Course Instructor Days Times Room
ENGL3590W ALEXANDER, CHRISTOPHER TR 9:30 AM 0067

Description

 

Do you want to ...

… gain a significant edge in today's competitive job market?

… develop your skills with written and visual technologies?

… learn to interpret and design data-driven projects?

… improve your writing's accuracy, concision, clarity, & precision?

… build robots in your dreams? … build robots in real life?

… explore the edges of the known universe?

… control matter, space, or even time itself?

… earn a 3000-level English elective?

 

If you answered "yes" to some of these questions, consider registering for

Spring 2019

ENGL 3590W   (Technical & Professional Communication)

Instructor        Dr. Christopher Alexander (Park Hall 102, cmalex@uga.edu)

Texts               None required – I will email/print any necessary course texts

Course Objectives, Goals, and Expectations

This course is designed to explore both theoretical and practical applications of technical communications through a variety of different disciplines including biology (cellular, micro, plant), computer sciences, ecology, engineering (agricultural, civil, mechanical), genetics, health sciences, mathematics (applied, computational, cryptographic, statistical), pharmacology, philosophy, psychology, and sociology.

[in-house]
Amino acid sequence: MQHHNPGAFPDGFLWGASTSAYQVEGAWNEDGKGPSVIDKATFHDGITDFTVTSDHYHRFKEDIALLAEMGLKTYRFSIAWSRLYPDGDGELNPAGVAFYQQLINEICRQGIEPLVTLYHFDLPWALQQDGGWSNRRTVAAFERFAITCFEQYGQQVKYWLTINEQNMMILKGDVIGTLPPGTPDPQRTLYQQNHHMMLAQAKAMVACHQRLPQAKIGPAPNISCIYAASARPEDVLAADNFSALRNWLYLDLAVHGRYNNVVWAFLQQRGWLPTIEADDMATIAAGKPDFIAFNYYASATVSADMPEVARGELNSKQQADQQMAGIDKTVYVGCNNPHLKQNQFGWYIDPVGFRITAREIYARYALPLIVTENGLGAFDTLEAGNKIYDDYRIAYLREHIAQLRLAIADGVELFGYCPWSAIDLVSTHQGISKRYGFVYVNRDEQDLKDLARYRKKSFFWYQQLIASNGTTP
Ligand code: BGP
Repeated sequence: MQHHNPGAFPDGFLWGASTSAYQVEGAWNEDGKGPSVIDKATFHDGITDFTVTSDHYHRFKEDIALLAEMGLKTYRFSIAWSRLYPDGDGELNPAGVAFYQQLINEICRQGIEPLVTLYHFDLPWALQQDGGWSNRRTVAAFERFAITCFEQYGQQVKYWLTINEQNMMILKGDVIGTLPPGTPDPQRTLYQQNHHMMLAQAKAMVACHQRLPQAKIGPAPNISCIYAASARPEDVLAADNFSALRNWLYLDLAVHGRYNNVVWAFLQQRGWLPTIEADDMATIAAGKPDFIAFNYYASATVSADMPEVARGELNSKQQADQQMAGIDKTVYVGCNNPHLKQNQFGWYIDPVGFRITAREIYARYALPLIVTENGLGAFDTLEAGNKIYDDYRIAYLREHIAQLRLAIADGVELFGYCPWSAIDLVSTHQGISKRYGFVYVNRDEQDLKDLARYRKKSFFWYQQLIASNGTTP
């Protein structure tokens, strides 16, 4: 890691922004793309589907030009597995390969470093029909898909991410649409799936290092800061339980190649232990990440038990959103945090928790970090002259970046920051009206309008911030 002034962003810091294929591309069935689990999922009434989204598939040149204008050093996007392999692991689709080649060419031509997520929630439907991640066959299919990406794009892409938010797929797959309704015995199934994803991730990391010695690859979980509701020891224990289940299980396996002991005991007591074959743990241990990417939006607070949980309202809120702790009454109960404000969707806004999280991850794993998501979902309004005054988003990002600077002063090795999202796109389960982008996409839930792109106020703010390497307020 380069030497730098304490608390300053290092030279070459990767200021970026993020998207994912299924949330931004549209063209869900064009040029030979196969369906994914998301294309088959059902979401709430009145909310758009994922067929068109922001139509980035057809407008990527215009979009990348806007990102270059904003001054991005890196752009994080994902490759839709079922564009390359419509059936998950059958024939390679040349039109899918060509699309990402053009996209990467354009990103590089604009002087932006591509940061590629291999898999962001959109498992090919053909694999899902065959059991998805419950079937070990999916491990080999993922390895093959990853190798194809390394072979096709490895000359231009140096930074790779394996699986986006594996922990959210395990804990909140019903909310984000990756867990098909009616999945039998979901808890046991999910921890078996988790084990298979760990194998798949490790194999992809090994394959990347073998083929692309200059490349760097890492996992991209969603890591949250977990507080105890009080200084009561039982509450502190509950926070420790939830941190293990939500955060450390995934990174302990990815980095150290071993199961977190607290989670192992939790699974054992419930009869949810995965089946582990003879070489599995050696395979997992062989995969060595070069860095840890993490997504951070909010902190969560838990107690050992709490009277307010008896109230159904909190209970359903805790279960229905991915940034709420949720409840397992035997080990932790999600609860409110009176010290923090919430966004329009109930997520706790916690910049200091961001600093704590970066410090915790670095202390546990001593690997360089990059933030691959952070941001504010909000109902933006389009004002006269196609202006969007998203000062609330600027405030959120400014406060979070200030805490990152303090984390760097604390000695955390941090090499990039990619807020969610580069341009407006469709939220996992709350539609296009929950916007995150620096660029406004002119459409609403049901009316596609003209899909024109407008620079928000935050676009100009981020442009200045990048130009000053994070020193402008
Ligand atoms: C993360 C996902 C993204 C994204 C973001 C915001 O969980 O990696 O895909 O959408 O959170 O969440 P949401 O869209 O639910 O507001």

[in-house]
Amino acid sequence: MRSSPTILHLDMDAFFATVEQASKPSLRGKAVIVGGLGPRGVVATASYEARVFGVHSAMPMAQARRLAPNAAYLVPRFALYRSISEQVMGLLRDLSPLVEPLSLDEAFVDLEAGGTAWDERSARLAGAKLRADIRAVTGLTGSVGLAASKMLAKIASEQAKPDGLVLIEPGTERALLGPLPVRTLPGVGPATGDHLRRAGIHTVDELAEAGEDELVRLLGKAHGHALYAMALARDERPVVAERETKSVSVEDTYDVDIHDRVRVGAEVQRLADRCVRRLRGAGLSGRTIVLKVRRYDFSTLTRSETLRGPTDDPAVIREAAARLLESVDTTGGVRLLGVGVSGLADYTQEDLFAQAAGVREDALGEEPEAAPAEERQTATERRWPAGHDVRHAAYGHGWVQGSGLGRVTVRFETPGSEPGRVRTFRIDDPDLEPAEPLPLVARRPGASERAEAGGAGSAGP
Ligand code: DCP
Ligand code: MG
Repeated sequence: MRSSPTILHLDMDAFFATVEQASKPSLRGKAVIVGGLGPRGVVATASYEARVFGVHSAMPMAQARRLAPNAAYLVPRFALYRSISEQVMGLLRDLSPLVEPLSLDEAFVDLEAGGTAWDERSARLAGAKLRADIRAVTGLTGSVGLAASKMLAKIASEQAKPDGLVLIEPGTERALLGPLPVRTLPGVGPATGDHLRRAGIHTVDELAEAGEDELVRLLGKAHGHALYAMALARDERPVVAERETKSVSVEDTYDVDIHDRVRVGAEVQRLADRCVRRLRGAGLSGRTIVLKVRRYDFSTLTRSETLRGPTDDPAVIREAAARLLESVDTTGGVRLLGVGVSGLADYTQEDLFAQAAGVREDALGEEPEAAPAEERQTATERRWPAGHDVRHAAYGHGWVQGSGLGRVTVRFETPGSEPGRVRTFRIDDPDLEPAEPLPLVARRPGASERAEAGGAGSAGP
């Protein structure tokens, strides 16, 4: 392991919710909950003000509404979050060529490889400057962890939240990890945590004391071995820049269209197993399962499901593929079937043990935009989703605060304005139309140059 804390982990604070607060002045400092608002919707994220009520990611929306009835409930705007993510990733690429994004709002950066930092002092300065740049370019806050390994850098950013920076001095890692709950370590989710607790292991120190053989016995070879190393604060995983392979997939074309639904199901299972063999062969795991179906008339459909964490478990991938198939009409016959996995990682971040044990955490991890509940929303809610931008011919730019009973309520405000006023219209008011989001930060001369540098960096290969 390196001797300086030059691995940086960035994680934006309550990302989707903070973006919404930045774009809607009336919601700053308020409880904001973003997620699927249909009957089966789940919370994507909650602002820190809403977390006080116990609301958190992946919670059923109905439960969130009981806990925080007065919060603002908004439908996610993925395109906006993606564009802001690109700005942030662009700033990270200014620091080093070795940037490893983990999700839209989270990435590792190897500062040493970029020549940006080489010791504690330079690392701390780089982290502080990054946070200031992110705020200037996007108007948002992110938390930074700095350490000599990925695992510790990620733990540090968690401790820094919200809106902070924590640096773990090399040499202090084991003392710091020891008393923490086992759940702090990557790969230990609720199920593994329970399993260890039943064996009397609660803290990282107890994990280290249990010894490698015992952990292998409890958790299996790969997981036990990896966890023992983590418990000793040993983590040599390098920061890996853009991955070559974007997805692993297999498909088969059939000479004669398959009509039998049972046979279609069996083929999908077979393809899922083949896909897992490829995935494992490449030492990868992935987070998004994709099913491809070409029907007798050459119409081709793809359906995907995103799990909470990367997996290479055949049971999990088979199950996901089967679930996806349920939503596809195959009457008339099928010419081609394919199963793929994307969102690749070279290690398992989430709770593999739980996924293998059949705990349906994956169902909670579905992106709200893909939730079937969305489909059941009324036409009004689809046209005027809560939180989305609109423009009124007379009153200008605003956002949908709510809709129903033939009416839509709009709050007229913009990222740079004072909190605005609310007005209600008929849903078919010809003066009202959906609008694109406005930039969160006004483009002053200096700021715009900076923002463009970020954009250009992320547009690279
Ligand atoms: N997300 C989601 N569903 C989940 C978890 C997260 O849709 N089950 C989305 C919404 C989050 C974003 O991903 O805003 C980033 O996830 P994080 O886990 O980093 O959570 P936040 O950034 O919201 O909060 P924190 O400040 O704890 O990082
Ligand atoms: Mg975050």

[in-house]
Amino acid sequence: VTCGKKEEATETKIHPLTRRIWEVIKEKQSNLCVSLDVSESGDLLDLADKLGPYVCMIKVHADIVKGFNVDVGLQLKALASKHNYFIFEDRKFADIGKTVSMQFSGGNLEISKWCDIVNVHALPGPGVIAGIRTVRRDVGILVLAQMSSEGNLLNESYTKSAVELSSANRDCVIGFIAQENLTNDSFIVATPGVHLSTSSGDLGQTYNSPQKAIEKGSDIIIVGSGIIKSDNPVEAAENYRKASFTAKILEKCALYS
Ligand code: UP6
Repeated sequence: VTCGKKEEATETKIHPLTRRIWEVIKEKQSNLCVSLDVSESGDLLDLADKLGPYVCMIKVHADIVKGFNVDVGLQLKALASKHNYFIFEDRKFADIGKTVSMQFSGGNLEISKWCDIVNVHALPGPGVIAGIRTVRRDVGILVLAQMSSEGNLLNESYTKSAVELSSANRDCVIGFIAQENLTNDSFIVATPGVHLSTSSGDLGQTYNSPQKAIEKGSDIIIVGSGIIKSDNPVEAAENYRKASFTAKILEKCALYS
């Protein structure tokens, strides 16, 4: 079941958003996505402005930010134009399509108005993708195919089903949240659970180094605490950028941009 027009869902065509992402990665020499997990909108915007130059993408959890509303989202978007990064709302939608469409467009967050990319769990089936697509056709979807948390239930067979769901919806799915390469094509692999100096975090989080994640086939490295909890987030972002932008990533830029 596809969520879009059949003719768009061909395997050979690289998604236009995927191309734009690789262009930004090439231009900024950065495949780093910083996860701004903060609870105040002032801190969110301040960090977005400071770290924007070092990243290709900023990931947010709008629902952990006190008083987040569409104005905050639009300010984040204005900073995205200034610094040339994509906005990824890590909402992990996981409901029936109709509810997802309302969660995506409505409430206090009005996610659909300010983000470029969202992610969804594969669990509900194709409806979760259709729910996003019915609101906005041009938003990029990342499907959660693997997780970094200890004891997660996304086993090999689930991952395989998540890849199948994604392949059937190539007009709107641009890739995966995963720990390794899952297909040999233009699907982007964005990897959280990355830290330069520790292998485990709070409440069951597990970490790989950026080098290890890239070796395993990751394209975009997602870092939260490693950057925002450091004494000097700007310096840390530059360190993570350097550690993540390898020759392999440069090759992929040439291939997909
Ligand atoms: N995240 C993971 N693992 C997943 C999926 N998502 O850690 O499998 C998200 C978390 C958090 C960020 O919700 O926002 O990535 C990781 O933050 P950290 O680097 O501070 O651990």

We will engage in technical and professional communications as they operate – as well as how they are perceived – within disciplines not ordinarily associated with these concepts and ideas. We will concentrate on writing in a variety of technical forms of discourse.

We will also emphasize practicing writing processes, secondary research, and problem-solving; recognizing the rhetorical character of scientific and technical discourse with its multiple purposes and audiences; evaluating and integrating a variety of written, visual, and oral elements of design; and developing field-specific vocabularies for talking about this discourse.

Students enrolled in this course can expect to learn the organization, style, and conventions appropriate to various forms of technical communication; practice writing processes, learn research methods, and develop appropriate styles; create effective documents for professional and technical settings, as well as for non-technical audiences; work with each other as a group of professionals, and use multiple communicative technologies.